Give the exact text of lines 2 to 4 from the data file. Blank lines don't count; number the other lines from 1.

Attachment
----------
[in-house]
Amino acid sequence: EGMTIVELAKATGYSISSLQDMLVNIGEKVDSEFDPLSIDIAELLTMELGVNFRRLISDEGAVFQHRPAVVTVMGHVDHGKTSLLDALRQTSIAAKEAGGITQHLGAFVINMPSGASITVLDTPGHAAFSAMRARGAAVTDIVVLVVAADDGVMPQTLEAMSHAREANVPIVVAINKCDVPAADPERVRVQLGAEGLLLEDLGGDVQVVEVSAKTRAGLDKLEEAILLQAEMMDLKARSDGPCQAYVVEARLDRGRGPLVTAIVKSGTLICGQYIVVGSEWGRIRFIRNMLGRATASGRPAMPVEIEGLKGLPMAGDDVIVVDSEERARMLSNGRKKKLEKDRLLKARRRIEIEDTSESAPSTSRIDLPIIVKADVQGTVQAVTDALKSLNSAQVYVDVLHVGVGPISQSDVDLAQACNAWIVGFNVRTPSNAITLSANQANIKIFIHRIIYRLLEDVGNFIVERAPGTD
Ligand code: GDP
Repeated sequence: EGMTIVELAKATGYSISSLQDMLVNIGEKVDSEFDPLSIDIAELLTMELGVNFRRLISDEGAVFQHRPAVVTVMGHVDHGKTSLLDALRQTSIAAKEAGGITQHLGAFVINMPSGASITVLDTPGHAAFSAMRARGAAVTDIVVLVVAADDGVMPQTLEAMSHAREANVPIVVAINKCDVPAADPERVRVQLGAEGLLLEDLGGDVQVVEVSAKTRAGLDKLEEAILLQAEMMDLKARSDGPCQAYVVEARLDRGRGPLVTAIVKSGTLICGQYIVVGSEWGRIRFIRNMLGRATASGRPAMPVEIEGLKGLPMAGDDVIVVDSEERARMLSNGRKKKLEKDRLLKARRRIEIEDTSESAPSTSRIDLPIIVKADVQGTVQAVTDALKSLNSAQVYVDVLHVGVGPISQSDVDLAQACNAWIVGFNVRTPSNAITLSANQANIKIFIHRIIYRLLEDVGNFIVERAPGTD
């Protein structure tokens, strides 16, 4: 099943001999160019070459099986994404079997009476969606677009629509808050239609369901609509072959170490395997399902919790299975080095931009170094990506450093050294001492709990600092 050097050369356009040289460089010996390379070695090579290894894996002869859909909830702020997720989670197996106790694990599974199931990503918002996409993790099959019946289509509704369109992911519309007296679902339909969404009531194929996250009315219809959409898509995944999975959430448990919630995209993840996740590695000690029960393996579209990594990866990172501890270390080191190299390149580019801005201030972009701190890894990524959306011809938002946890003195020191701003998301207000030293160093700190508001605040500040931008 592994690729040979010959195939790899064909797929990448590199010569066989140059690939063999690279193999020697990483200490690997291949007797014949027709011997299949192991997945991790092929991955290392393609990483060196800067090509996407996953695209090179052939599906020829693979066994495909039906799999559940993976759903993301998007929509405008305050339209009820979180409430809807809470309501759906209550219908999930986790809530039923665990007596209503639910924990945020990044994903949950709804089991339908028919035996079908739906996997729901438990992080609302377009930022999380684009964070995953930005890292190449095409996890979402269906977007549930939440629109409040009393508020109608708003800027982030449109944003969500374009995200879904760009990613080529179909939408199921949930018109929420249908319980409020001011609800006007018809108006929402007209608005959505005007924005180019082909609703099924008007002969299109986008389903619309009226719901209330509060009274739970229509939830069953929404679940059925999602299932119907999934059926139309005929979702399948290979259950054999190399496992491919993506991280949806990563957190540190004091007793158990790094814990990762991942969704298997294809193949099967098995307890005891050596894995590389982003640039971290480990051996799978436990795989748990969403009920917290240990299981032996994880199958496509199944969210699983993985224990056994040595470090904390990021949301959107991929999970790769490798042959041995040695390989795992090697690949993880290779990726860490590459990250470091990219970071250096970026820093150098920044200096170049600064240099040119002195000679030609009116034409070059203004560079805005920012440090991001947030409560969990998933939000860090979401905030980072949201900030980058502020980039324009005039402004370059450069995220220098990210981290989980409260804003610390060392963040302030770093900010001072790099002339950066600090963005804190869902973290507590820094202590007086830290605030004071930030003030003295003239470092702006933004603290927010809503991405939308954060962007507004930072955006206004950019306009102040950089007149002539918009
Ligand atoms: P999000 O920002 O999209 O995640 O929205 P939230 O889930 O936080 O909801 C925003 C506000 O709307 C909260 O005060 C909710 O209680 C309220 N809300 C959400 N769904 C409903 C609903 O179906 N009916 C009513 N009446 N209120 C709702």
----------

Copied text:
Amino acid sequence: EGMTIVELAKATGYSISSLQDMLVNIGEKVDSEFDPLSIDIAELLTMELGVNFRRLISDEGAVFQHRPAVVTVMGHVDHGKTSLLDALRQTSIAAKEAGGITQHLGAFVINMPSGASITVLDTPGHAAFSAMRARGAAVTDIVVLVVAADDGVMPQTLEAMSHAREANVPIVVAINKCDVPAADPERVRVQLGAEGLLLEDLGGDVQVVEVSAKTRAGLDKLEEAILLQAEMMDLKARSDGPCQAYVVEARLDRGRGPLVTAIVKSGTLICGQYIVVGSEWGRIRFIRNMLGRATASGRPAMPVEIEGLKGLPMAGDDVIVVDSEERARMLSNGRKKKLEKDRLLKARRRIEIEDTSESAPSTSRIDLPIIVKADVQGTVQAVTDALKSLNSAQVYVDVLHVGVGPISQSDVDLAQACNAWIVGFNVRTPSNAITLSANQANIKIFIHRIIYRLLEDVGNFIVERAPGTD
Ligand code: GDP
Repeated sequence: EGMTIVELAKATGYSISSLQDMLVNIGEKVDSEFDPLSIDIAELLTMELGVNFRRLISDEGAVFQHRPAVVTVMGHVDHGKTSLLDALRQTSIAAKEAGGITQHLGAFVINMPSGASITVLDTPGHAAFSAMRARGAAVTDIVVLVVAADDGVMPQTLEAMSHAREANVPIVVAINKCDVPAADPERVRVQLGAEGLLLEDLGGDVQVVEVSAKTRAGLDKLEEAILLQAEMMDLKARSDGPCQAYVVEARLDRGRGPLVTAIVKSGTLICGQYIVVGSEWGRIRFIRNMLGRATASGRPAMPVEIEGLKGLPMAGDDVIVVDSEERARMLSNGRKKKLEKDRLLKARRRIEIEDTSESAPSTSRIDLPIIVKADVQGTVQAVTDALKSLNSAQVYVDVLHVGVGPISQSDVDLAQACNAWIVGFNVRTPSNAITLSANQANIKIFIHRIIYRLLEDVGNFIVERAPGTD